Staffen’s Food Market: The Store with the Red Pencil

By Stewart Grant

One of the very first advertisements in 1971 by the newly-opened Staffen’s Food Market demonstrated that something was uniquely intelligent about this independent grocer. The 8-slide comic, playing out a typical family conversation about a new store in town, brilliantly engaged readers into understanding Staffen’s competitive advantage: letting the customer do a little bit of work to save costs, and then pass those savings along to the customer.       

This was the first of many business lessons learned at Staffen’s by employees and customers alike, under the vision of company founder Earl Staffen and later by his son Rob.

As a boy in the 1980s I remember going to Staffen’s regularly on family grocery trips (the free suckers were a great treat!) and reading another Staffen’s mantra:

Rule #1 – The customer is always right.

Rule #2 – If the customer is ever wrong, please re-read Rule #1

Earl Staffen began working for the grocery chain A&P in his late teens, and stayed with the company until age 39 when he was downsized from his job as store manager in Kitchener. Getting back on his feet, he ended up working for a fledgling grocery store with two locations: one in Woodstock and one in St. Marys operating as BIG 4 Supermarkets. Shortly thereafter, the bank called the loan on his employer, and Staffen saw an opportunity to start his own shop in St. Marys. After convincing his father-in-law to lend the initial $10,000 and negotiating the remainder with the bank, Staffen’s Food Market opened up on Queen Street East in August 1971.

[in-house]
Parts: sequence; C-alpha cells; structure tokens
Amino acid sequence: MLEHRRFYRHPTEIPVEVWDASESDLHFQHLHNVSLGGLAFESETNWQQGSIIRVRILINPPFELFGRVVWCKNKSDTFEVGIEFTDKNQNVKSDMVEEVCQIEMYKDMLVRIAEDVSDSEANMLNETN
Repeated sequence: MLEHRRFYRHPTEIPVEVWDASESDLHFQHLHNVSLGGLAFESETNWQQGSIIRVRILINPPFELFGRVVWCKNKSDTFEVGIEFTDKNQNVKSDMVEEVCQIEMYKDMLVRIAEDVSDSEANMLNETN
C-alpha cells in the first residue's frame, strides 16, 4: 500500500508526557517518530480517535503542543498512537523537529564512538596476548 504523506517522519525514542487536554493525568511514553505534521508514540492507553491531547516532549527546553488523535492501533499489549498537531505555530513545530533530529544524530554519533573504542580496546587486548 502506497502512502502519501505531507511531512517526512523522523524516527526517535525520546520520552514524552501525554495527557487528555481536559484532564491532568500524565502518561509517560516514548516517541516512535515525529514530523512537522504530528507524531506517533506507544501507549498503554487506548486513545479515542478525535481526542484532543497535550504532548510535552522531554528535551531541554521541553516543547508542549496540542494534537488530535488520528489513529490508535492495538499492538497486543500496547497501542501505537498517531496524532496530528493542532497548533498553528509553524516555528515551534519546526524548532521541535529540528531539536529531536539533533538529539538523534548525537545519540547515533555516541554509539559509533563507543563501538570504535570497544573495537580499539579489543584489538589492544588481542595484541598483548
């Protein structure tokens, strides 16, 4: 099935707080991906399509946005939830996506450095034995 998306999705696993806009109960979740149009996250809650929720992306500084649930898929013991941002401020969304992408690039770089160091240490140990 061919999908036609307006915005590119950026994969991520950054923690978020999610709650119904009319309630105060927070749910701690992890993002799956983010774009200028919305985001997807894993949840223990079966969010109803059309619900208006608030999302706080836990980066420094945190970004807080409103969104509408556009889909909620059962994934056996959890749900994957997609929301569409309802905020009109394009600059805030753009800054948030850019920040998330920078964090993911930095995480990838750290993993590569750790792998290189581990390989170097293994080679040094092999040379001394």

Earl’s time with a big chain grocery store taught him plenty about business and also allowed him to learn from their mistakes when it came to managing people and always giving back to the community. In contrast, Staffen’s would be more of a family atmosphere: a place with a culture of “treating people the way that you want to be treated.” Rob Staffen told me this week that “there’s still a group called ‘Earl’s Girls’ that regularly meet at Jennie’s for coffee, continuing friendships that began years ago at the store.”

One final lesson learned from Staffen’s is to know when the right time is to sell. By the end of the 20th century, the grocery store was at its peak, but storms brewed on the horizon in the form of big box retailers which loomed over small-town independents of all types. The Staffens carefully prepared the business for sale and ultimately struck a deal with Loblaws effective November 2000, completing a prosperous 30-year journey for the store with the red pencil. Rob Staffen reflects, “The thing our family is most proud about is the incredible co-workers that helped build our business; including our many high school students who learned skills on work ethic and how to treat people.”   

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